'The Simpsons' Apu is practically a slur at this point': Hank Azaria says he feels 'apologetic' for character's racist portrayal

'I apologise for my part in creating and participating in that,' Hank Azaria says about endorsing racial stereotypes through the role.

FP Trending April 13, 2021 12:59:58 IST
'The Simpsons' Apu is practically a slur at this point': Hank Azaria says he feels 'apologetic' for character's racist portrayal

American actor Hank Azaria was a recent guest on the Armchair Expert weekly podcast, where he spoke on several topics. One of the highlights of his conversations included the lessons he learned from playing the role Apu Nahasapeemapetilon on the popular sitcom The Simpsons.

Azaria says his character Apu is “practically a slur,” and he feels apologetic for endorsing racial stereotypes through the role. It was not the first time where the iconic Fox cartoon came under fire due to the character's racially stereotypical behaviour which has been compounded by the fact that he was voiced by a Caucasian actor.

On Monday’s episode of the podcast, Azaria opened up about his interaction with a 17-year-old Indian, who hadn’t ever watched the show but understood what Apu stood for.

“I was speaking at my son’s school, I was talking to the Indian kids there because I wanted to get their input. A 17-year-old … he’s never even seen The Simpsons but knows what Apu means. It’s practically a slur at this point. All he knows is that is how his people are thought of and represented to many people in this country,” Azaria said.

The actor further revealed that the boy, “with tears in his eyes,” asked him to tell Hollywood writers that what they do has consequences on people’s lives to which Azaria said that he would deliver the message.

During the show, the actor asserted that it’s important for him to apologise to the Indians. “I really do apologise. It’s important. I apologise for my part in creating that and participating in that. Part of me feels like I need to go to every single Indian person in this country and personally apologise. And sometimes I do,” he added.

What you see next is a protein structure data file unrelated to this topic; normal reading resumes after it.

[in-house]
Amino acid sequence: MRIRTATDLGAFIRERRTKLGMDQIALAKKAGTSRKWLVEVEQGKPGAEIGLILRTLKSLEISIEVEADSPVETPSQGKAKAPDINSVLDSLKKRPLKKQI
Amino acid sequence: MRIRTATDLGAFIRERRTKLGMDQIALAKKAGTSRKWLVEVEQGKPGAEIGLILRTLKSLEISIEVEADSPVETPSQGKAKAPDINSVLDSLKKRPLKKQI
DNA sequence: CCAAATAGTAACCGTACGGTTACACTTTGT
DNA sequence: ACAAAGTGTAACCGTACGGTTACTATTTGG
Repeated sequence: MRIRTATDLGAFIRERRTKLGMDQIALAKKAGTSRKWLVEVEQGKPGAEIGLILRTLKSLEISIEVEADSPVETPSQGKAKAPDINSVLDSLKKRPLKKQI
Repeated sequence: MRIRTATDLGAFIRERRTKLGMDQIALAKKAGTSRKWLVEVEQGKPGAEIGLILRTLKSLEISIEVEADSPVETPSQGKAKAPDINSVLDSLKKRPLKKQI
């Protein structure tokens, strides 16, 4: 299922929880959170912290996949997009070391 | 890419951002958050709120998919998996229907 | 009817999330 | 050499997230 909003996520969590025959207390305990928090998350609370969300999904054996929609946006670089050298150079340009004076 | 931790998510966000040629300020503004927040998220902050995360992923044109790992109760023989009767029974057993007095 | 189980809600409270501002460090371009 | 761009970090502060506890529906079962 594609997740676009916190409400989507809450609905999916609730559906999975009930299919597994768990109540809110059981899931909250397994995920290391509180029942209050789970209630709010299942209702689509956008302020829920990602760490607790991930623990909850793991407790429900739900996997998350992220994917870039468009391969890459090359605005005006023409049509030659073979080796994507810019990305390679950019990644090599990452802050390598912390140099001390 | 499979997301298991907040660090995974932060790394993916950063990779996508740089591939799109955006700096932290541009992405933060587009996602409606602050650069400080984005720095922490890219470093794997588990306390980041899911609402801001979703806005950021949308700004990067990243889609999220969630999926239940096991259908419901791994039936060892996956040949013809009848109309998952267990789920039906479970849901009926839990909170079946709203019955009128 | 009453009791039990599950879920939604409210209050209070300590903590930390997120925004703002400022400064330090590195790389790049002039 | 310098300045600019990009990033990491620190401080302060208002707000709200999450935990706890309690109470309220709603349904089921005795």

Azaria, who quit the show last year, took several seminars and even spoke to Indians to understand why the character was problematic.

Updated Date:

also read

'Proud of Pose's legacy, it's more important than the show itself': Ryan Murphy hails series' biggest LGBTQ+ cast ever
Entertainment

'Proud of Pose's legacy, it's more important than the show itself': Ryan Murphy hails series' biggest LGBTQ+ cast ever

Calling Pose 'a personal show' to him, Ryan Murphy, who has co-created the show debuting its third and final season, recounts how networks wouldn't allow him to have a single gay character on his shows when he started out.

'A whole different ball game:' Arshad Warsi, Boman Irani on turning hosts in Amazon Prime Video India's LOL - Hasse toh Phasse
Entertainment

'A whole different ball game:' Arshad Warsi, Boman Irani on turning hosts in Amazon Prime Video India's LOL - Hasse toh Phasse

Hosts Arshad Warsi, Boman Irani, and comedians Sunil Grover, Aditi Mittal, Cyrus Broacha and Suresh Menon weigh in on being a part of LOL - Hasse toh Phasse and competing with old friends and co-workers.

'A kid in a candy store': Without Remorse star Michael B Jordan on being part of the Tom Clancy universe
Entertainment

'A kid in a candy store': Without Remorse star Michael B Jordan on being part of the Tom Clancy universe

Without Remorse star Michael B Jordan opens up about fostering inclusivity in Hollywood, and striking comfortable balance between entertainment and activism.